Kettering Police Departments three-camera dash cam set up. Two front-facing cameras will capture footage whenever the officer turns on their lights while a rear-facing camera records the detainee. Wednesday Oct. 5, 2016. TREMAYNE HOGUE/STAFF

Police dash-cam videos are public records, court rules

The ruling allows for some portions of videos to be withheld.

Portions of the videos can be considered “investigatory work product” and can be withheld from disclosure.

“It can be seen as a win in one sense, in that the court said these are public records under the statute, clearly,” said Robert Vaughn, associate professor of criminal justice at Cedarville University. “On the other hand, you can say it’s somewhat of a loss, because the court still said there’s this exception of investigatory work product that the police are able to withhold portions of the videos.”

The ruling comes from a case involving the Cincinnati Enquirer’s request for three dash-cam videos from the Ohio State Highway Patrol of a January 2015 police chase and crash. The high-speed chase started in Warren County. The court decided the patrol should have promptly released the video. Instead, the patrol withheld the record until May, two months after the case was prosecuted.

The court declined to adopt a rule that all dash-cam video can be withheld until cases are prosecuted. The Open Records law includes an exemption for “confidential law enforcement investigatory records.”

“In the end, we hold that decisions about whether an exception to public-records disclosure applies to dash-cam recordings require a case-by-case review to determine whether the requested recordings contain investigative work product,” wrote Justice Judith French in the opinion.

Since the court did not define who would do the case-by-case review, that question may be open to interpretation and more litigation.

“As to who decides what falls within the exception of investigatory work product, ultimately that’s a legal question, so, obviously the police agency in consultation with their legal counsel is going to be making that determination in determining what is releaseable and what is not releaseable,” Vaughn said. “There’s a presumption that the police agency is going to act in good faith and release what they can pursuant to the law and what they cannot, they will withhold.”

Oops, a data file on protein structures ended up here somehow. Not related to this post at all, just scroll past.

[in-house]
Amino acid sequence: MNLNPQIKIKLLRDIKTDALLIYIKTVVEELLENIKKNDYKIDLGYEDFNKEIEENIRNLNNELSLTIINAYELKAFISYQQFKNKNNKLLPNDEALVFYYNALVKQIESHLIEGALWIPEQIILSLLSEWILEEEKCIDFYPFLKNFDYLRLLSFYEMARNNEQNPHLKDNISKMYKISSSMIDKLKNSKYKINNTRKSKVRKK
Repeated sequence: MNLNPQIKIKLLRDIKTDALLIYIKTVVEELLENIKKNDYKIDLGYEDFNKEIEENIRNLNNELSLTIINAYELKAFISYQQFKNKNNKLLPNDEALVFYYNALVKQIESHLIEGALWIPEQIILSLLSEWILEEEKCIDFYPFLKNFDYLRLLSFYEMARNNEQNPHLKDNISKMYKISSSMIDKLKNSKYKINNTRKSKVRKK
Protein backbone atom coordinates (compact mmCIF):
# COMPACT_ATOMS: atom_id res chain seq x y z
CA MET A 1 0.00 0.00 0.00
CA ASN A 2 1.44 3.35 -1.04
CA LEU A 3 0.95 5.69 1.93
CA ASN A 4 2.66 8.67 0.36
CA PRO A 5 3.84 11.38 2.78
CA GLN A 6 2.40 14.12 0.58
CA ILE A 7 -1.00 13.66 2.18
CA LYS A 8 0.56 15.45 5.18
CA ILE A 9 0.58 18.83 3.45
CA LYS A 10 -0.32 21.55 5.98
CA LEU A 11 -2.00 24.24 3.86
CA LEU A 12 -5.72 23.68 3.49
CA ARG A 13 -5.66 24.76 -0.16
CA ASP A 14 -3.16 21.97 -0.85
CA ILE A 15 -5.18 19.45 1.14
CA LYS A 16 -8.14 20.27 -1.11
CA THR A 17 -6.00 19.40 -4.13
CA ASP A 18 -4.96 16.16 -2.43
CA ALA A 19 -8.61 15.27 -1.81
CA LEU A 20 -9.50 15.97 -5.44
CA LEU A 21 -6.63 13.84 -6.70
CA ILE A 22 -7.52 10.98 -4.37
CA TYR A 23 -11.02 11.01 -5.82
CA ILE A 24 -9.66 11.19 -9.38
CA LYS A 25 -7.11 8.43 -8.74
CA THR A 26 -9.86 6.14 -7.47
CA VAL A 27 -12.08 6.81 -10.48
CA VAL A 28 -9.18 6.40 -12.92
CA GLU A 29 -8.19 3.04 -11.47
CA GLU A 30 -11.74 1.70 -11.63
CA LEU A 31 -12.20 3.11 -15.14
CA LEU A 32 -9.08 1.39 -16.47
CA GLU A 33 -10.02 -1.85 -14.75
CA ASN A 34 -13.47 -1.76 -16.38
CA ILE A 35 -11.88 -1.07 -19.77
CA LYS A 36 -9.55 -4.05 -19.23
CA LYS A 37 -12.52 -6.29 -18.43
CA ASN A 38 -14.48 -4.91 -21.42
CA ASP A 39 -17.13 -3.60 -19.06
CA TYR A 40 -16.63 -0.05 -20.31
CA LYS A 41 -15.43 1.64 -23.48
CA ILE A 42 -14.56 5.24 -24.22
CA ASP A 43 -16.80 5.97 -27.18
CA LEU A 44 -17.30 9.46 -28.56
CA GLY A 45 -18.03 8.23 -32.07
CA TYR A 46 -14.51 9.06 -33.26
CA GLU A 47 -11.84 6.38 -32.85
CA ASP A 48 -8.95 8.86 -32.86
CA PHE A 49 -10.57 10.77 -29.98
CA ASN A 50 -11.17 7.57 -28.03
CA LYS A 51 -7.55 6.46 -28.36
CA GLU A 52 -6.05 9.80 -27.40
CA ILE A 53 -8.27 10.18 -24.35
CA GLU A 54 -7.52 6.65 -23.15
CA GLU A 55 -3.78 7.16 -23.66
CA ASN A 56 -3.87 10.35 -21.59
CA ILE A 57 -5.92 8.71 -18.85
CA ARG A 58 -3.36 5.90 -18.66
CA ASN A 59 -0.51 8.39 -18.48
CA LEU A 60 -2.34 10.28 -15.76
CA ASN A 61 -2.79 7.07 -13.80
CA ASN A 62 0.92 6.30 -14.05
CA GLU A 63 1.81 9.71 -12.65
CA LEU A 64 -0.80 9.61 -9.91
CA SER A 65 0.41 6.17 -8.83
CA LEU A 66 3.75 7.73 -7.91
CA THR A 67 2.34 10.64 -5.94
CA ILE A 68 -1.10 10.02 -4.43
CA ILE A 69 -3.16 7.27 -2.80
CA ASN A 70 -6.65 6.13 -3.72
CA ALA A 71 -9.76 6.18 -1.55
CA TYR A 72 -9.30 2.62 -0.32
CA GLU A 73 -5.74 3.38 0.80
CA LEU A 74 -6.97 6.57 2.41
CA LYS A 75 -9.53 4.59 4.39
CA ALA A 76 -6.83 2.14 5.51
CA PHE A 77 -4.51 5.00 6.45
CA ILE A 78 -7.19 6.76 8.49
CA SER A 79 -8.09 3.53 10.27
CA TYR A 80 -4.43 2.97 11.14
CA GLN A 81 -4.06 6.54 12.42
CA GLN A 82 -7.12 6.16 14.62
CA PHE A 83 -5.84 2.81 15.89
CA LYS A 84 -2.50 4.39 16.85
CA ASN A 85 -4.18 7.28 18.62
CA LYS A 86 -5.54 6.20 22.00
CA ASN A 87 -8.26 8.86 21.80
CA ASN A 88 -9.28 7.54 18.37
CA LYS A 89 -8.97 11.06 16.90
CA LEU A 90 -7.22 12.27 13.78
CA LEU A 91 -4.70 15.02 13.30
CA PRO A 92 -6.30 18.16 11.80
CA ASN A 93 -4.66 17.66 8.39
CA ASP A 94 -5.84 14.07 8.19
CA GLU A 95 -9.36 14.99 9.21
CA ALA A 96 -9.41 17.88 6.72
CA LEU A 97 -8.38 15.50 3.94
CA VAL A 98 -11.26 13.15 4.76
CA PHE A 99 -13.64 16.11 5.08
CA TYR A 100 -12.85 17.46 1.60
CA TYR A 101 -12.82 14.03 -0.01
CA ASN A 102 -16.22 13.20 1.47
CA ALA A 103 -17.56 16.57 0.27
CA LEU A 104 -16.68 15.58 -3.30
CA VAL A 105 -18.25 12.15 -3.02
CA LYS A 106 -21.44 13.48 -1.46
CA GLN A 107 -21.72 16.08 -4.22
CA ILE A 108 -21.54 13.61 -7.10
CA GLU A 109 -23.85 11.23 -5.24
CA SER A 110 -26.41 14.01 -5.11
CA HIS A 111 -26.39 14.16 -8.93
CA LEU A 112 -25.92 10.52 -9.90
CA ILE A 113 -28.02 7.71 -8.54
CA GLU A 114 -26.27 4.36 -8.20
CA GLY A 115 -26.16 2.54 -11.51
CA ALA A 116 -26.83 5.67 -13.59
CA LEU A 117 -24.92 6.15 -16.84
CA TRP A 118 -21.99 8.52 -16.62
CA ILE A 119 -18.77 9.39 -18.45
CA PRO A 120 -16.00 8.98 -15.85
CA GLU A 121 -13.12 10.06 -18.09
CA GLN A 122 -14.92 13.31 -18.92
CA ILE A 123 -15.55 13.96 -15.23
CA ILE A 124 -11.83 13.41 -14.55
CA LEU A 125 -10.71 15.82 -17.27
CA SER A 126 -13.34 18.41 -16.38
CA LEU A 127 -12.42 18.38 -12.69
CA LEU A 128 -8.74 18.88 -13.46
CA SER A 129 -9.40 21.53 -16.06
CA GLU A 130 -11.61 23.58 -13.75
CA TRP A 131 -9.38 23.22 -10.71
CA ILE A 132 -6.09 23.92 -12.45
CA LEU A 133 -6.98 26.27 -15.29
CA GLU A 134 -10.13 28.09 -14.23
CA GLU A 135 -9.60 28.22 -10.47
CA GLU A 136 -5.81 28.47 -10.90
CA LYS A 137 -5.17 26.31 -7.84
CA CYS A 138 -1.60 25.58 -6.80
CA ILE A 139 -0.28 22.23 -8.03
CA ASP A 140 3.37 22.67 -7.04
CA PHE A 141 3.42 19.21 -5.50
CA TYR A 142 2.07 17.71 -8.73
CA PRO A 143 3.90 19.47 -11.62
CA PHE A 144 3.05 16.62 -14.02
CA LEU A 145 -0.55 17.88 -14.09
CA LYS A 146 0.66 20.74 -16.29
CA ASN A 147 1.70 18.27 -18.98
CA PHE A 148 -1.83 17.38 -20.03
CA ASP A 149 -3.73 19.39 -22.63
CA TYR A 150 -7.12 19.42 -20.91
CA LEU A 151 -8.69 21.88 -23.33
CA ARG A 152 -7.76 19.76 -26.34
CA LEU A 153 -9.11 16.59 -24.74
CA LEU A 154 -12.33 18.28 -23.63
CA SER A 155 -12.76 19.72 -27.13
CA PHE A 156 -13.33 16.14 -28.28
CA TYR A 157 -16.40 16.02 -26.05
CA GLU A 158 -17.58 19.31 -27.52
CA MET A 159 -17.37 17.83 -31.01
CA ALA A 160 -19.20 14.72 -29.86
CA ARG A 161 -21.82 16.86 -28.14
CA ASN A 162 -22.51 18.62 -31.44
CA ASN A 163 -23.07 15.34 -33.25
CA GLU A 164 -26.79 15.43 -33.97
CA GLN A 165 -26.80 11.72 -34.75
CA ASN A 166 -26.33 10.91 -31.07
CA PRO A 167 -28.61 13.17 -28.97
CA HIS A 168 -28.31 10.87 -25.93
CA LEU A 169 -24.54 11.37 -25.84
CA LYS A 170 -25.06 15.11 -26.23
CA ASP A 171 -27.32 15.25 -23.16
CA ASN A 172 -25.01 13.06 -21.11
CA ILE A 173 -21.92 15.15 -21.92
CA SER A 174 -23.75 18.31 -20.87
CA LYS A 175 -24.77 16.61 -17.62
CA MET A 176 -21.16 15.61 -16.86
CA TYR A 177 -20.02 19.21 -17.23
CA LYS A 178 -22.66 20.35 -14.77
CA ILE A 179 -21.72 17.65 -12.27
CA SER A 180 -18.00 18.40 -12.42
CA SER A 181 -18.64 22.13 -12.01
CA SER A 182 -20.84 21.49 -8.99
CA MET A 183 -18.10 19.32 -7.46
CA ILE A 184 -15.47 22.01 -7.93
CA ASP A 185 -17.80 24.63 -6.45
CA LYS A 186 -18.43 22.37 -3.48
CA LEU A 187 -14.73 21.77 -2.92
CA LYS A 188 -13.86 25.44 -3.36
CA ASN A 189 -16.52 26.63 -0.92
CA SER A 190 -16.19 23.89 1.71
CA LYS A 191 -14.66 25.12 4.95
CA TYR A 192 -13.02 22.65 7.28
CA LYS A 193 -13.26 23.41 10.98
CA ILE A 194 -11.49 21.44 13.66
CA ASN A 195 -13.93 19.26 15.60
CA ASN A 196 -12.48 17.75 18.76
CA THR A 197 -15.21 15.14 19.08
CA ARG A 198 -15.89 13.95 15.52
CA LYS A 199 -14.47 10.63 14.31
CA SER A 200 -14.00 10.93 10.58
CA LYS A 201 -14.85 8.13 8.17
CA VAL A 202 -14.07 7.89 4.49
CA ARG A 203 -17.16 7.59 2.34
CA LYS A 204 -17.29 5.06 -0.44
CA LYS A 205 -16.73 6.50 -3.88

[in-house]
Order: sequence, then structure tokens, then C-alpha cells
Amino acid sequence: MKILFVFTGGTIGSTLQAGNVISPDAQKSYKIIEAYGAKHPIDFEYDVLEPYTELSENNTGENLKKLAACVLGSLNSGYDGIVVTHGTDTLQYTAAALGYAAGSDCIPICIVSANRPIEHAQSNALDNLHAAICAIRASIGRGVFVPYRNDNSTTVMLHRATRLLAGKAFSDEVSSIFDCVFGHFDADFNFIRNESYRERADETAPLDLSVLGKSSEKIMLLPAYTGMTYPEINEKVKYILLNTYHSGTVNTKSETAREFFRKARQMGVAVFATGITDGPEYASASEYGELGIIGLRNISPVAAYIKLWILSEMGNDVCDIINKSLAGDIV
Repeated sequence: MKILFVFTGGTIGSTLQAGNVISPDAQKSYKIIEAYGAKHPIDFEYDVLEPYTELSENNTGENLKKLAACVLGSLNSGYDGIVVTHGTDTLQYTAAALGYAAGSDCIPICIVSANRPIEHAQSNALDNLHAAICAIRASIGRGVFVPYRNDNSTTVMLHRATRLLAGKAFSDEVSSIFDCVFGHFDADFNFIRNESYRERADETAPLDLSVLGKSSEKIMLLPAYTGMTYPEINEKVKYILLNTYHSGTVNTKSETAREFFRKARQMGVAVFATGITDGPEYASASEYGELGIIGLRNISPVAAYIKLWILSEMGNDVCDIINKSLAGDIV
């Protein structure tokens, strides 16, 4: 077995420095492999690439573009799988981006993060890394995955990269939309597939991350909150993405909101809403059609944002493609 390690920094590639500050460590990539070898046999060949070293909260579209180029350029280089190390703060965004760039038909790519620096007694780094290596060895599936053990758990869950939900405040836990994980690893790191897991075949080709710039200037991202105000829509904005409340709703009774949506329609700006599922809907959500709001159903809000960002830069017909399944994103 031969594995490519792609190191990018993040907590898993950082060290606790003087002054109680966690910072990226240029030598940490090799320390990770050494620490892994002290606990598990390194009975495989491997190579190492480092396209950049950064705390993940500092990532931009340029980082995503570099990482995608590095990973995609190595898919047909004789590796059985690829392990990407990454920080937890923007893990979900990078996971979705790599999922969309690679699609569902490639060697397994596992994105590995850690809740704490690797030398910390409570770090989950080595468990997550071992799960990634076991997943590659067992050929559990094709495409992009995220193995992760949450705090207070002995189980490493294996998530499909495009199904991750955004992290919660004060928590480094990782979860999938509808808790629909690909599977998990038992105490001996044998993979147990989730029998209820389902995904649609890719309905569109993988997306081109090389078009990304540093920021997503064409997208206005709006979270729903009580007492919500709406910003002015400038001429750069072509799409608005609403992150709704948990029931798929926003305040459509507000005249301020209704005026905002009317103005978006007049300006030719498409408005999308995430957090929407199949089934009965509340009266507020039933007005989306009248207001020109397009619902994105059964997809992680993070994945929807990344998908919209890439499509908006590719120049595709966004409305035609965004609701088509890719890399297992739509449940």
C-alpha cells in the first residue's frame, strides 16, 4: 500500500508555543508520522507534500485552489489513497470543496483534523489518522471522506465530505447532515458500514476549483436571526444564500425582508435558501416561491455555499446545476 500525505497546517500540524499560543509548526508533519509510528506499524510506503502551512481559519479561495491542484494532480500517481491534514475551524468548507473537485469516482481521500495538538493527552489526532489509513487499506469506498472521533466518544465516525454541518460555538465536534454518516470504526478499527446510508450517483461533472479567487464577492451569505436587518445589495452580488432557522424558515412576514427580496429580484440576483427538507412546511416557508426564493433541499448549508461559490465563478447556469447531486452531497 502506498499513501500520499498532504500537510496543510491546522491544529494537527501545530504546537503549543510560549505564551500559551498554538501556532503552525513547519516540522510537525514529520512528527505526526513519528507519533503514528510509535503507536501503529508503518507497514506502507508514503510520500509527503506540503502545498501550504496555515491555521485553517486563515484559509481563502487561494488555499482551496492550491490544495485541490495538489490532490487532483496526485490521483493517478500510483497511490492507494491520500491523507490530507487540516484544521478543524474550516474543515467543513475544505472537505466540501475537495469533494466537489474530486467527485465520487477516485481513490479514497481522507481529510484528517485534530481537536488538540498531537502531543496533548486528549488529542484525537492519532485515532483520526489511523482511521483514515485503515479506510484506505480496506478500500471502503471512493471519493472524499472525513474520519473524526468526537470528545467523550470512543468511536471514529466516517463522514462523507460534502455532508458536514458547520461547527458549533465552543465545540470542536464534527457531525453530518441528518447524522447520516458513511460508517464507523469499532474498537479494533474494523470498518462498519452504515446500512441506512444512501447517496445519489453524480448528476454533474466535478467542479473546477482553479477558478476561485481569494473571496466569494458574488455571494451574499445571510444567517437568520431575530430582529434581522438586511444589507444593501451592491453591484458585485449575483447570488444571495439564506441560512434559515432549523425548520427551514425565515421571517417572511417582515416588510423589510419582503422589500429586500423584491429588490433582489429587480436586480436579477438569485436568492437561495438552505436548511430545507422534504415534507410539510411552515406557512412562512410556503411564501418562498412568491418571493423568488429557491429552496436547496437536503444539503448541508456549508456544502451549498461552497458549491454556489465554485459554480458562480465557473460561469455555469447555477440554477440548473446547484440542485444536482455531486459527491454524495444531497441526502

This news organization routinely requests dash-cam video from police agencies. Video that was taken during the Oct. 31 Brookville police-involved fatal shooting has been requested.

Brookville law director Rodney Stephan said Tuesday he is reviewing the Supreme Court decision and anticipates releasing portions of the one video they have from the event. Stephan said all the videos that show events from that evening are with the Montgomery County Sheriff’s Office, who is investigating the incident. A previous request for dash-cam video was denied.

The sheriff’s office has routinely denied dash-cam video requests until cases are resolved. A Montgomery County Prosecutor’s Office spokesman said Tuesday that office is reviewing the court decision and the video to determine what may be released.

Dennis Hetzel of the Ohio Newspaper Association said of the ruling: “The idea that an entire video recording of an initial incident or encounter could be kept secret at the discretion of a police agency runs counter to our open records law. This ensures transparency and accountability while still giving police agencies the discretion they need to effectively investigate.”

The Enquirer was not awarded attorney fees, damages or court costs in the case. Justice William O’Neill issued a partial-dissent in the case, saying he would have awarded the Enquirer attorney fees.

Staff Writer Mark Gokavi contributed to this report.

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